Over the Thanksgiving weekend our family took a short trip to the beach. The kids were getting restless, Jeanie and I were running out of amusements, and we all needed some fresh air.
We parked the car and walked 200 feet or so over the dunes to the ocean. After a few feet, one of our kids spotted a shell sitting on the path. "Look! A shell! Cool!" Everyone gathered around to see this unique and wonderful ornament of the beach. It was a bit dirty and cracked in half, but it was the first shell of the trip. The kids ran down the path, excited to see what else they would find.
As we approached the shore, they began to realize that the sand they were walking on was entirely covered in shells. Shells were literally everywhere.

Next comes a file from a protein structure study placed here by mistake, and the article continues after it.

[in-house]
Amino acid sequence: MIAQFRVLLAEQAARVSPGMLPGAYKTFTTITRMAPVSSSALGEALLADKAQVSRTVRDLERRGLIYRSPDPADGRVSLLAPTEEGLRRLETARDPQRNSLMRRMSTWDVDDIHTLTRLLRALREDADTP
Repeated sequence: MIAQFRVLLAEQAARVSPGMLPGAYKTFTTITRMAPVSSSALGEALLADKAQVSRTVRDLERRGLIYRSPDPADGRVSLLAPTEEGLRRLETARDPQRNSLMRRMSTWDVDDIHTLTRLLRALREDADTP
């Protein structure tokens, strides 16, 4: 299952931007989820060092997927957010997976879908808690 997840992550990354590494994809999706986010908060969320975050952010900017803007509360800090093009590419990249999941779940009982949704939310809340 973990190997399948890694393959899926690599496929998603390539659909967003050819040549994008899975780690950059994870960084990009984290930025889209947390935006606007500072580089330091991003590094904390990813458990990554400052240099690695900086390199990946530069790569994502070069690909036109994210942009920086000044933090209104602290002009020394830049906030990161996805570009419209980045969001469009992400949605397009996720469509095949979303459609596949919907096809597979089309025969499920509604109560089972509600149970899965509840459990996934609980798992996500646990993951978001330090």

As this realization dawned on them, guess what happened? The kids lost all interest in most of the shells. Oh, they spent 30 minutes or so combing the shore, but they passed over hundreds if not thousands of shells far prettier than the one they had discovered on the path. The only shells that attracted their attention were the ones that looked markedly different than the rest.
The episode stuck with me. Does it speak to our inability to see the precious right in front of us? Or how easily the novel becomes boring? Or how quickly we can take beauty for granted?
It probably speaks to all of those things. But I can't help but think that it is a quick lesson in strategy, too. Our organizations spend a great deal of time trying to keep up with everyone else, when most of the time imitation is the quickest way to blend into the beach. If you want to get picked up, you have to be willing to be different.